Jon Ronson joined Louis Theroux on his first podcast episode, and it is essential lockdown listening.
Louis Theroux has launched a new podcast during lockdown. Hurrah! We knew Grounded With Louis Theroux was going to be good, but the first episode truly is a treat for Theroux fans, and sees him talking to Jon Ronson.
The two journalists discuss pretty much everything, from life in lockdown to debunking conspiracy theories and reflecting on how their careers have weirdly run parallel (with a side serving of healthy rivalry). It’s funny, insightful, warm and honest – everything you want from a podcast right now. And, quite frankly, I could listen to Ronson speaking all day.
There was one thread of conversation in particular that a lot of listeners who live with anxiety will relate to.
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“I’m fine,” Ronson tells Theroux, after being asked how he is coping during the pandemic. “There’s a weird phenomenon, which I’m sure you’ve noticed – a couple of people have written about it now – that people with anxiety disorders are coping especially well in this situation.”
Ronson explains how he was diagnosed last year with adjustment disorder, describing it as “a mix of panic attacks and anxiety and a little bit of what they call situational depression”. He then goes on to say how this has, in a strange way, helped him to prepare for a crisis.
“It’s a strange thing that you find yourself catastrophising in the most absurd ways,” he says. “You think ‘what’s the point? Why is you brain taking you to these places?’ But maybe now coronavirus is the answer to that question: preparation for a catastrophe. Because when coronavirus started, like a lot of people with anxiety, I found myself very like calm and focused. It’s like: OK I’ve been preparing for this my whole life, so this is what I have to do.”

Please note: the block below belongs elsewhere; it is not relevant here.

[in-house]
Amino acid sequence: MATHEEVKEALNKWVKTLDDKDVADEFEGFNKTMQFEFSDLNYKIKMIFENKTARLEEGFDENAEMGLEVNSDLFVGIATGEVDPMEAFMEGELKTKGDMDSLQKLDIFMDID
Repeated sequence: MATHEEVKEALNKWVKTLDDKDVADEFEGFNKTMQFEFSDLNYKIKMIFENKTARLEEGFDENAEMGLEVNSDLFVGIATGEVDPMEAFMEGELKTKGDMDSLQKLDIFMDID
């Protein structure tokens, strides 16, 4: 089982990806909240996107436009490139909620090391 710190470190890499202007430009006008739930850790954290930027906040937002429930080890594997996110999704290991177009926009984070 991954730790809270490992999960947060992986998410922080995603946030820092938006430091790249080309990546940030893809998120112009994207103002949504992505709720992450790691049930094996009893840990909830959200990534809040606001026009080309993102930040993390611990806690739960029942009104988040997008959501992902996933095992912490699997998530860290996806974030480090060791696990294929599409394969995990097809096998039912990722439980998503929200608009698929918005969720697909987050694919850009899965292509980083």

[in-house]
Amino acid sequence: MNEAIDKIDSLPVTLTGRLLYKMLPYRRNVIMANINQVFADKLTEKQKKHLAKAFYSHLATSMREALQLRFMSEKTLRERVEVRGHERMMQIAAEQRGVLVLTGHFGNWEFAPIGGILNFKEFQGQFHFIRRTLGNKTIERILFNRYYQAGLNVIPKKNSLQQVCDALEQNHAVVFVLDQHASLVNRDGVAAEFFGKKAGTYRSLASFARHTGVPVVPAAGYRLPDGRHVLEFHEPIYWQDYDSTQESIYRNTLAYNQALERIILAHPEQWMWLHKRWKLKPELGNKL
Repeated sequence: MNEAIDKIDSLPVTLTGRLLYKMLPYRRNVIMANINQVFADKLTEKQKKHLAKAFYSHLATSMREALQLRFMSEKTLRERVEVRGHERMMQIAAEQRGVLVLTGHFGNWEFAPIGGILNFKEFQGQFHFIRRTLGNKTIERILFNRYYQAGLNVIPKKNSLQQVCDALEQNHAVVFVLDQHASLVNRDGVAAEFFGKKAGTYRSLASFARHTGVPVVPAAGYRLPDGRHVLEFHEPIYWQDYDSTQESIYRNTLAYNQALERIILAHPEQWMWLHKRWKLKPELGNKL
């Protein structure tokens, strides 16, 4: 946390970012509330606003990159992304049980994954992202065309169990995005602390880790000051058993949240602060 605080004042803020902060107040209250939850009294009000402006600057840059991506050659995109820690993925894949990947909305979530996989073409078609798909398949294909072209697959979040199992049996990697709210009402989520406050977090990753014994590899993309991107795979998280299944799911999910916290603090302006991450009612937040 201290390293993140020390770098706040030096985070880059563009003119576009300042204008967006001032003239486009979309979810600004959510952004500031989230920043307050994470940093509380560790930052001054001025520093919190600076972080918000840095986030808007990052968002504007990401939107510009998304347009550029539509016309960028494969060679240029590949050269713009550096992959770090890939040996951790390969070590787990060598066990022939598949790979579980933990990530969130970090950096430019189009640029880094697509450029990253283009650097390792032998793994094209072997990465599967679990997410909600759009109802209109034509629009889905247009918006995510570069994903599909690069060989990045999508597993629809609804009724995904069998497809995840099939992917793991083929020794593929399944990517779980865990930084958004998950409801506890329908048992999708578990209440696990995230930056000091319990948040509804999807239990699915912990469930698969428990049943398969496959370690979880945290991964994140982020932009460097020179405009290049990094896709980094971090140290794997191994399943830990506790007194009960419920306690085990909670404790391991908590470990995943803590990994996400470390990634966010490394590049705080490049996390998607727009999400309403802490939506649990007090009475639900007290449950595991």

When Theroux – who reveals he lives with manageable anxiety – suggests this ambient anxiety could be what prevents a meltdown, Ronson replies: “Yeah, anxiety worry is always a ‘what if’ worry. And a psychologist will say the way you can differentiate a real anxiety from an irrational anxiety is when it starts with a what if?’”
Ronson is right – this is a conversation that many people who live with anxiety have having. A recent article by Harvard Medical School says: “Anxiety helps us prepare to respond in a more adaptive and healthy way.” And one writer penned a piece in the Washington Post, describing how the pandemic has actually eased her anxiety.
If you’re really with anxiety at the moment, you can contact mental health charity Mind. You can call their helpline on 0300 123 3393 or visit their online guidesheet about dealing with anxiety during the pandemic.
Hollie is a digital writer at Stylist.co.uk, mainly covering the daily news on women’s issues, politics, celebrities and entertainment. She also keeps an ear out for the best podcast episodes to share with readers. Oh, and don’t even get her started on Outlander…